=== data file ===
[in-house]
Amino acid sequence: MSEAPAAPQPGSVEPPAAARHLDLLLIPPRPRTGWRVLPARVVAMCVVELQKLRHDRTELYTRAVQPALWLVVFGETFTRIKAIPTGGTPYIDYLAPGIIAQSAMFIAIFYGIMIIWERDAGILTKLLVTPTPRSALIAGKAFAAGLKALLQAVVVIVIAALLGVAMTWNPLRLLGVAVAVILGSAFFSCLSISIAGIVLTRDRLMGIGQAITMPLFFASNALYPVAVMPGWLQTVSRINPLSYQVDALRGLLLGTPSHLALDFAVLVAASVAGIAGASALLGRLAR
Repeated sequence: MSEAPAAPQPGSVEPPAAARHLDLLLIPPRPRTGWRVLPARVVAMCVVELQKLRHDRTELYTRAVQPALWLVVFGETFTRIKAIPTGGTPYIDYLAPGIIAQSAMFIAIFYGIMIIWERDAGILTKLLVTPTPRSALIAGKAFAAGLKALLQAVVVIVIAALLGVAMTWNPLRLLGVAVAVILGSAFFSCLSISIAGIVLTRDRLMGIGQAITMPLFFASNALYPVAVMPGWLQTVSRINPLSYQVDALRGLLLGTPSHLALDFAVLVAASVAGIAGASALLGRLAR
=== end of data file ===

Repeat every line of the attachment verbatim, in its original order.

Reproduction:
[in-house]
Amino acid sequence: MSEAPAAPQPGSVEPPAAARHLDLLLIPPRPRTGWRVLPARVVAMCVVELQKLRHDRTELYTRAVQPALWLVVFGETFTRIKAIPTGGTPYIDYLAPGIIAQSAMFIAIFYGIMIIWERDAGILTKLLVTPTPRSALIAGKAFAAGLKALLQAVVVIVIAALLGVAMTWNPLRLLGVAVAVILGSAFFSCLSISIAGIVLTRDRLMGIGQAITMPLFFASNALYPVAVMPGWLQTVSRINPLSYQVDALRGLLLGTPSHLALDFAVLVAASVAGIAGASALLGRLAR
Repeated sequence: MSEAPAAPQPGSVEPPAAARHLDLLLIPPRPRTGWRVLPARVVAMCVVELQKLRHDRTELYTRAVQPALWLVVFGETFTRIKAIPTGGTPYIDYLAPGIIAQSAMFIAIFYGIMIIWERDAGILTKLLVTPTPRSALIAGKAFAAGLKALLQAVVVIVIAALLGVAMTWNPLRLLGVAVAVILGSAFFSCLSISIAGIVLTRDRLMGIGQAITMPLFFASNALYPVAVMPGWLQTVSRINPLSYQVDALRGLLLGTPSHLALDFAVLVAASVAGIAGASALLGRLAR